“Breaking the Chain” Cause-and-Effect Spread

This is the spread I promised yesterday; it is built on the assumption that the sitter can best decide (based on the subconscious “hunches” that most of us harbor) which time-frame should be explored first in determining why present circumstances are the way they are and what might be done about them. Since our behavior is often irrationally spontaneous and compulsive, a form of knee-jerk response to past psychological distress, stubbornly entrenched habits or unrealistic expectations for the future, the idea here is to examine the “causal chain” that seems most likely to hold the key, with an eye to breaking that chain and lighting the way to a more conscious self-mastery. In that sense, the focus is not so much on creating a snapshot of “real time” circumstances and consequences as on drawing a “roadmap” to a more immutable and instinctual cognitive landscape.

This is my second spread based on the clockwise-rotating Vedic swastika, with its underlying theme of “something fortunate, lucky or auspicious” (as a solar symbol, note its difference from the counter-clockwise-rotating Nazi sauvastika, a symbol of “night”). It contains four possible avenues of inquiry similar to the “cross” section of the Celtic Cross spread, but in most cases only one of them will be actively pursued. The sitter will pull one “root” card to start (or, with the readers help, intuitively select a card which best describes his or her perception of present circumstances). This card portrays the “situation as it stands” and is intended to show the “nexus” or summary of all cause-and-effect stresses operating on the individual’s current mode of being.

The second step is for the sitter to pull a “Bias Card” that points the way toward which of the four temporal chains will provide the clearest causal portrait. The essence of this card will provide hints as to the whether the reading should probe past, present or future implications as a motivating force in the individual’s life. The sitter’s response to this preliminary evidence is crucial in selecting the appropriate chain for the reading. If found necessary for full disclosure, more than one chain can be entered from the “root card,” but the sitter should still rank them as to relative importance.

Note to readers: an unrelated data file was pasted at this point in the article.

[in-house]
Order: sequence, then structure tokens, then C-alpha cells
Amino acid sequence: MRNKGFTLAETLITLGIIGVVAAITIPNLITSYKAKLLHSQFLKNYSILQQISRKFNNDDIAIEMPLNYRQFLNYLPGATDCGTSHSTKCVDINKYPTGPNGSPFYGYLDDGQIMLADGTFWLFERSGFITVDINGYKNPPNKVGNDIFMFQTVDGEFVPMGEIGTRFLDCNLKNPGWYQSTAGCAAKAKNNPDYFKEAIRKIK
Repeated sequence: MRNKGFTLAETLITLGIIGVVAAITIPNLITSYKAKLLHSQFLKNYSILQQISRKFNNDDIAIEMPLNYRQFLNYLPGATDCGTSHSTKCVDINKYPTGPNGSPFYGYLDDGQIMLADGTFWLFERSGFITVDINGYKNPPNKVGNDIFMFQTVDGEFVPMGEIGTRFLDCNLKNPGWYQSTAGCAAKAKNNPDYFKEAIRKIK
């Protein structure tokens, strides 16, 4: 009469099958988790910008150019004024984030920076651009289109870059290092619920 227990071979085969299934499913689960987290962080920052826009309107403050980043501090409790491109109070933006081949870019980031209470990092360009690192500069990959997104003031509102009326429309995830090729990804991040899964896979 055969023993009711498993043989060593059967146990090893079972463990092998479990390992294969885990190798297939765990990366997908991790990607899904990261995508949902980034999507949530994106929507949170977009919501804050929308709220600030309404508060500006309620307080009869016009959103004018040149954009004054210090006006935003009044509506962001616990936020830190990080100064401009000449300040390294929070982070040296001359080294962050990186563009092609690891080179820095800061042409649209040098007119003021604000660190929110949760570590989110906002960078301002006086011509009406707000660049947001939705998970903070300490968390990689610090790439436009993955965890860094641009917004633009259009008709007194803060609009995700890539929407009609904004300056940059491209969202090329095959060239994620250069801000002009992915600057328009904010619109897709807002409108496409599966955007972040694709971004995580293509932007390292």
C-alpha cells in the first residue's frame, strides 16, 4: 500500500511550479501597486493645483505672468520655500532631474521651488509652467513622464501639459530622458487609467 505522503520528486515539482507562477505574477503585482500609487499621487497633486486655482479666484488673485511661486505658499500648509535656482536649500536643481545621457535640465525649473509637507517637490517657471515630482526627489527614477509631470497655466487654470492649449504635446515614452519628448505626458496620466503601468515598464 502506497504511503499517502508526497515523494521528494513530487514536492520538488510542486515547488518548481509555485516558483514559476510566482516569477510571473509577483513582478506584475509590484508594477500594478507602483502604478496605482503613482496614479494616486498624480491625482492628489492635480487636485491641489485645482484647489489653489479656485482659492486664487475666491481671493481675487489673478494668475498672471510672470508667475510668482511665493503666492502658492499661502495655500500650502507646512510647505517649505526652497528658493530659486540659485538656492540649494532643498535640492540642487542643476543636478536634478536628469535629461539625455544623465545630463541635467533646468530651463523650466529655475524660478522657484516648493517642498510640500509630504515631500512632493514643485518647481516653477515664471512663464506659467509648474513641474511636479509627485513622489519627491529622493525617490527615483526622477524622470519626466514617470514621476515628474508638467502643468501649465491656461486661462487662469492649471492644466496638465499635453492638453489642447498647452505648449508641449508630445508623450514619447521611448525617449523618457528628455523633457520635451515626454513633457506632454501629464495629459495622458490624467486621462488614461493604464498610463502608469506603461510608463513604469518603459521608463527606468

The third step is to populate the pertinent “arm” of the spread with two more cards drawn from the deck. As a group, the three cards will show: 1) the state of the sitter’s “temporal bias” (counterproductive fixation on conditions in the distant past, recent past, present or near future) as a factor in sustaining the illusion of inevitability; 2) the implied nature and direction of the querent’s typically unthinking reactions to that stimulus; and 3) the heretofore fateful impact of those “conditioned” reactions on past, present and future actions and attitudes.

The final step is for the reader to calculate the “quintessence” card for the four-card series. This is a numerological process that sums the face values of the cards and then reduces the total in one of several ways to a number that is below 22, thus yielding a trump or Major Arcana card of that number. (The details of that technique are contained in an earlier post). This card is generally read as a “big picture” outlook involving larger forces at work in the matter, but here I’m using it to show the long-term outcome of the sitter’s efforts to come to grips with the cause-and-effect scenario shown by the reading.

Depending on its relative harmony or dissonance, the outcome card should be treated as either confirmatory or cautionary in defining the most effective way for querents to escape the “box” they’ve found (or put) themselves in.

Breaking the Chain Spread.JPG

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